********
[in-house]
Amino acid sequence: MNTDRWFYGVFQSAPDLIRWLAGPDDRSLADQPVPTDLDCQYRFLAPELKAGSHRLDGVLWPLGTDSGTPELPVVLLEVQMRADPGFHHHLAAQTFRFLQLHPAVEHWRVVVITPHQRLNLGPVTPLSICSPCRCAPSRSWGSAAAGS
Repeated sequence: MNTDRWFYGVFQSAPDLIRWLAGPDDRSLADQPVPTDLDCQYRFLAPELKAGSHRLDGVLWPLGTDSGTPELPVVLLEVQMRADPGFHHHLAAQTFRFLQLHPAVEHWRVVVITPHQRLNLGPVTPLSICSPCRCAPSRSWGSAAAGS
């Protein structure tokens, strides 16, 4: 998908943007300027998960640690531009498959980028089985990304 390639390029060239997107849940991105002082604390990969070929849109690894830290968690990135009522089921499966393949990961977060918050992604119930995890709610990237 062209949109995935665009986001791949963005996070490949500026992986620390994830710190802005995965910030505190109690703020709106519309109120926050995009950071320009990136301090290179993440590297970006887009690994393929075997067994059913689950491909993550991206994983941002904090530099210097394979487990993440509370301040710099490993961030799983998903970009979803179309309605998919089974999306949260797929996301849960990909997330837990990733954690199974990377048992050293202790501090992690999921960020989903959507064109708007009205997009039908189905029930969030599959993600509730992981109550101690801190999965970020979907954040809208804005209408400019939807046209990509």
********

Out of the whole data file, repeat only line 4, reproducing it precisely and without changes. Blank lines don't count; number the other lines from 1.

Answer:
């Protein structure tokens, strides 16, 4: 998908943007300027998960640690531009498959980028089985990304 390639390029060239997107849940991105002082604390990969070929849109690894830290968690990135009522089921499966393949990961977060918050992604119930995890709610990237 062209949109995935665009986001791949963005996070490949500026992986620390994830710190802005995965910030505190109690703020709106519309109120926050995009950071320009990136301090290179993440590297970006887009690994393929075997067994059913689950491909993550991206994983941002904090530099210097394979487990993440509370301040710099490993961030799983998903970009979803179309309605998919089974999306949260797929996301849960990909997330837990990733954690199974990377048992050293202790501090992690999921960020989903959507064109708007009205997009039908189905029930969030599959993600509730992981109550101690801190999965970020979907954040809208804005209408400019939807046209990509």